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Default [KB6NU] 2020 Extra Class study guide: E6B - Diodes

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2020 Extra Class study guide: E6B - Diodes

Posted: 09 Feb 2020 06:06 AM PST

Diodes have two terminals and conduct current in only one direction, from
the cathode to the anode. By manipulating the characteristics of the
semiconductor material, manufacturers can make diodes useful in a wide
variety of applications.

Take, for example, the Zener diode. Zener diodes actually allow current to
flow in both directions, but only when the reverse bias voltage reaches a
specific voltage, called the Zener voltage. When the voltage across the
Zener diode reaches that point, it begins to conduct current in the reverse
direction and maintains a constant voltage drop across the diode. This
makes it useful in voltage regulator circuits.
QUESTION: What is the most useful characteristic of a Zener diode? (E6B01)

ANSWER: A constant voltage drop under conditions of varying current

Another example is the varactor diode. The capacitance of a varactor diodes
changes as you change the voltage across it. This allows you to use it as a
voltage-controlled capacitor in tuning circuits.
QUESTION: What type of semiconductor device is designed for use as a
voltage-controlled capacitor? (E6B04)

ANSWER: Varactor diode

PIN diodes are diodes that operate as a variable resistor at RF and
microwave frequencies. One common use for PIN diodes is as an RF switch.
One characteristic of a PIN diode that makes it useful as an RF switch or
attenuator is low junction capacitance. The forward DC bias current level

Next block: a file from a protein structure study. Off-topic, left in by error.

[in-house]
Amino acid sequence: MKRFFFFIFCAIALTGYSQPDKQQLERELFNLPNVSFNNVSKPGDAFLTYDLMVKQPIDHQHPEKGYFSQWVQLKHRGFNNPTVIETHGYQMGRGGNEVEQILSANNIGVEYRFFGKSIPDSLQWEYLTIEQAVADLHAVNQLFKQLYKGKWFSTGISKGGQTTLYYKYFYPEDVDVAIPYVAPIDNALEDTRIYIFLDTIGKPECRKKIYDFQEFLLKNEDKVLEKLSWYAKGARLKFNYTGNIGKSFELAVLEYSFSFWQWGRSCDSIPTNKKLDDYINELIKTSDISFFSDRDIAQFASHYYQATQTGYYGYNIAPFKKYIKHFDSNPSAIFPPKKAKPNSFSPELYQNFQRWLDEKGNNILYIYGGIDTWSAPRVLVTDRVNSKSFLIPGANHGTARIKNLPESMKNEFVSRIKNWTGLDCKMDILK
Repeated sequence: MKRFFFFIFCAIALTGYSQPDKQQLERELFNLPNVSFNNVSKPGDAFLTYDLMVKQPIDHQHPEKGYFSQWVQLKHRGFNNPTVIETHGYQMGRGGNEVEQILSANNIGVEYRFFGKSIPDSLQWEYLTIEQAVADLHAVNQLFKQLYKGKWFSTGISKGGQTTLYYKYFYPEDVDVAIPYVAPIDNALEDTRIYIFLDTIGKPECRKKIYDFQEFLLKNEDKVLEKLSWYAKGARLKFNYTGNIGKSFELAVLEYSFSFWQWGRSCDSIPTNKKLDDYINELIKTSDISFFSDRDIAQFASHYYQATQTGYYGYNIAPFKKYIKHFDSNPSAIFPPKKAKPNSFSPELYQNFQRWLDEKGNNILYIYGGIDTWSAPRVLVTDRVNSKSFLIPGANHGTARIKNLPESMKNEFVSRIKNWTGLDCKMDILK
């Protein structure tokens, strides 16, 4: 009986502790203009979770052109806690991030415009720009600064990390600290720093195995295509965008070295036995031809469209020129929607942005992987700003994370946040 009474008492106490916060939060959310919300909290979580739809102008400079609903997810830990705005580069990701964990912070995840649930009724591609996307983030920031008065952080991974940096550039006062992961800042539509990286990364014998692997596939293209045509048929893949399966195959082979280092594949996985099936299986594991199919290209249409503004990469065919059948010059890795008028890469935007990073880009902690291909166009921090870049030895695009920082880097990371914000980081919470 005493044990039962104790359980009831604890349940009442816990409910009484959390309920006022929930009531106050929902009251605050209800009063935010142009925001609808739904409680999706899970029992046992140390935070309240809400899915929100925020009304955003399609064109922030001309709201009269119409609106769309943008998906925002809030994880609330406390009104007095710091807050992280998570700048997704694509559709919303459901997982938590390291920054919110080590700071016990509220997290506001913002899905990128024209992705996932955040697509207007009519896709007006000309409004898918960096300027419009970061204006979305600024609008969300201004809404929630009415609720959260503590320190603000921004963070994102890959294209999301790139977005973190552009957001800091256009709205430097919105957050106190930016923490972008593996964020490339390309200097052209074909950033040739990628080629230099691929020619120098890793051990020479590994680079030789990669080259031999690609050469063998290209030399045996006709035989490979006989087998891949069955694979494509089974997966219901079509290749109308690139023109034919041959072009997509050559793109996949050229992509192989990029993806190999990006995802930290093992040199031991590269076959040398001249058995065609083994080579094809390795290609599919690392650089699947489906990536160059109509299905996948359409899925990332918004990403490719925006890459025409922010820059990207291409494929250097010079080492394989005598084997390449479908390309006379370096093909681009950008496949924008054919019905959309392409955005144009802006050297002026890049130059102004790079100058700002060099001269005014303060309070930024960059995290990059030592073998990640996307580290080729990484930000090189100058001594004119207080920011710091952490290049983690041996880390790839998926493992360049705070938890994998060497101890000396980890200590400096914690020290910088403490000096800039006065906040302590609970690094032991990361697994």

is used to control the attenuation of RF signals by a PIN diode.
QUESTION: What characteristic of a PIN diode makes it useful as an RF
switch? (E6B05)

ANSWER: Low junction capacitance
QUESTION: What is used to control the attenuation of RF signals by a PIN
diode? (E6B11)

ANSWER: Forward DC bias current

Schottky diodes have a metal-semiconductor junction and have less forward
voltage drop than other types of diodes. For this reason, are often used as
a power supply rectifier. When used in digital ICs, the lower forward
voltage drop allow the ICs to switch faster, and they are also often used
as a VHF/UHF mixer or detector.
QUESTION: What is an important characteristic of a Schottky diode as
compared to an ordinary silicon diode when used as a power supply
rectifier? (E6B02)

ANSWER: Less forward voltage drop
QUESTION: Which of the following is a Schottky barrier diode? (E6B08)

ANSWER: Metal-semiconductor junction
QUESTION: Which of the following is a common use of a Schottky diode?

ANSWER: As a VHF/UHF mixer or detector

Point-contact diodes are also commonly used as RF detectors.
QUESTION: What is a common use for point-contact diodes? (E6B09)

ANSWER: As an RF detector

Light-emitting diodes, or LEDs, are widely used in amateur radio as visual
indicators. When you forward bias an LED, current flows through the diode
and it emits light. The schematic symbol for an LED is similar to the
symbol for a signal diode, but has two arrows pointing away from the diode
that are meant to show that it is emitting light.
QUESTION: What type of bias is required for an LED to emit light? (E6B03)

ANSWER: Forward bias
QUESTION: In Figure E6-2, what is the schematic symbol for a light-emitting
diode? (E6B10)


No matter what type of diode you are using, it’s very important to not
exceed the forward current specification. Doing so, will cause the junction
temperature to increase, and ultimately cause the diode to fail.
QUESTION: What is the failure mechanism when a junction diode fails due to
excessive current? (E6B07)

ANSWER: Excessive junction temperature

The post 2020 Extra Class study guide: E6B Diodes appeared first on KB6NUs
Ham Radio Blog.

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